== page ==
But despite the distorted picture painted by this data, it does overlay another familiar pattern of socio-economic divide.  Levels of attainment at school and college vary enormously.  This is of course largely due to the demographic make-up of an area.  We are still very much a country where the life experience of parents is replicated by their children.  In parts of Bristol, south Wales and Glasgow there are generations of families with nothing to show from their school years, trapped in low paid jobs or worklessness and long term ill health.  These problems were familiar a century ago and need policies that will only show a benefit in the long term.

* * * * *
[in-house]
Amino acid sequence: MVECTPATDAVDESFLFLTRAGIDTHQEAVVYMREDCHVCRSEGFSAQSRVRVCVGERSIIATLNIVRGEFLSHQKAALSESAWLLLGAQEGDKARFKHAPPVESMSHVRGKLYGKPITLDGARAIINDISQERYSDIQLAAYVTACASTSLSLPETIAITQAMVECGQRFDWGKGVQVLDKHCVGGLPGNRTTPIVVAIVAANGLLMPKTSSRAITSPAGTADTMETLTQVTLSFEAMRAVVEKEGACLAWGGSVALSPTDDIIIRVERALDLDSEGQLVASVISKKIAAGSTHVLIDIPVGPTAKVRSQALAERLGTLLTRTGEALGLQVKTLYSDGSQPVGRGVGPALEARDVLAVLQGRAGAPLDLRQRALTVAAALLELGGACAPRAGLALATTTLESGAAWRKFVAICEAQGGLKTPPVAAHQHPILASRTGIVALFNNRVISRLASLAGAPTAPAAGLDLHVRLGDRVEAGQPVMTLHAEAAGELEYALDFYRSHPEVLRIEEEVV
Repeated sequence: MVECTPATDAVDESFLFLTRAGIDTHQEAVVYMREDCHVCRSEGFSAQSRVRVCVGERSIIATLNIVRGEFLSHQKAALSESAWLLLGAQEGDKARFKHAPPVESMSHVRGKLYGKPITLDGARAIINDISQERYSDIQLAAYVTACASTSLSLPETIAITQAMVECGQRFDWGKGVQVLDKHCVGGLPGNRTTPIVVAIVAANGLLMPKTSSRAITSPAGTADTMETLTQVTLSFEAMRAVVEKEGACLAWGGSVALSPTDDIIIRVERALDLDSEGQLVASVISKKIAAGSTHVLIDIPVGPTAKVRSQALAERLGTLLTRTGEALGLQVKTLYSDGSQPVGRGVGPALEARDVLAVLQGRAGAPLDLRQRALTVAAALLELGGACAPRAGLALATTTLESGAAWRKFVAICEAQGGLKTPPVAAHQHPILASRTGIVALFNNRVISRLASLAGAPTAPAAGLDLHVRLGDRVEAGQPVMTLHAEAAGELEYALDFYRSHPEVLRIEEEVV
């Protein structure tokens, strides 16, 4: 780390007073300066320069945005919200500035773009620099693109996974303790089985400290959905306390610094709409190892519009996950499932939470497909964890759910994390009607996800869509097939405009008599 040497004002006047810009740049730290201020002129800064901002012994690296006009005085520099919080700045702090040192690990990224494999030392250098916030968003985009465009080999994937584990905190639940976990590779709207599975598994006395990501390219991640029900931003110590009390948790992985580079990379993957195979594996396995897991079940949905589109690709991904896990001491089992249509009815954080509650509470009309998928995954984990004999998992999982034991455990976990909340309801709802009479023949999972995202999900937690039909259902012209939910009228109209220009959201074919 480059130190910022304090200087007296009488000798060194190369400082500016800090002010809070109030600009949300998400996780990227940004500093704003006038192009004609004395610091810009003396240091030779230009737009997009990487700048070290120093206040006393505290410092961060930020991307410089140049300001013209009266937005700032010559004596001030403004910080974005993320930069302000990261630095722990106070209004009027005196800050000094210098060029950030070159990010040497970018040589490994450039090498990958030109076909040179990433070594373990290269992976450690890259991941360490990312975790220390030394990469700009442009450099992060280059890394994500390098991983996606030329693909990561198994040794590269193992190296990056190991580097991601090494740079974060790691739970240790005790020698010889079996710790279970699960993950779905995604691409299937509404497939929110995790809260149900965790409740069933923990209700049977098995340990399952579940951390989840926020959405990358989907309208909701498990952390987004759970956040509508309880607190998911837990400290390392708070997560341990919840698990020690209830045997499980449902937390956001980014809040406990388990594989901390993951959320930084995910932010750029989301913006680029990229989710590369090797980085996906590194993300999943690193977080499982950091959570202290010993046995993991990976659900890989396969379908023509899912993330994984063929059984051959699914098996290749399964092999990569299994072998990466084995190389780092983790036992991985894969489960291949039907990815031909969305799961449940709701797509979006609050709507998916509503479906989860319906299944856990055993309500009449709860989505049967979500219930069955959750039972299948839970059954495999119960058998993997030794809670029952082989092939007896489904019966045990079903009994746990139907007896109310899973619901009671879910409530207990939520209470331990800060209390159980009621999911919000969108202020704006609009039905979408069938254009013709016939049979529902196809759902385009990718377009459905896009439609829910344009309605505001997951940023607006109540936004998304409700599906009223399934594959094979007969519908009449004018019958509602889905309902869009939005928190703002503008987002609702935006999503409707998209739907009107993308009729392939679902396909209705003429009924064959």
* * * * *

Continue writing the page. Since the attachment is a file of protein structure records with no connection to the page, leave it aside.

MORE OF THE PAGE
There is now a reasonable consensus across the three parties that early intervention will make a difference.  Keeping children on track in the nursery and their primary schools will pay huge dividends at age 16.  Currently, to be blunt, the attainment levels at 16 in England are an international embarrassment.  The Coalition Government is implementing a top Lib Dem policy to transform life chances, the pupil premium.  We know that children on free school meals (I was one of them) disproportionately fall behind at school.  Now schools will get extra money for each child on free school meals.  It’s up to the schools how they spend the extra resources but extra one to one tuition for reading and maths would clearly make a difference.  Schools such as Hannah Moore and Bannerman Road in my constituency with over 50% of children on FSM will gain from this policy.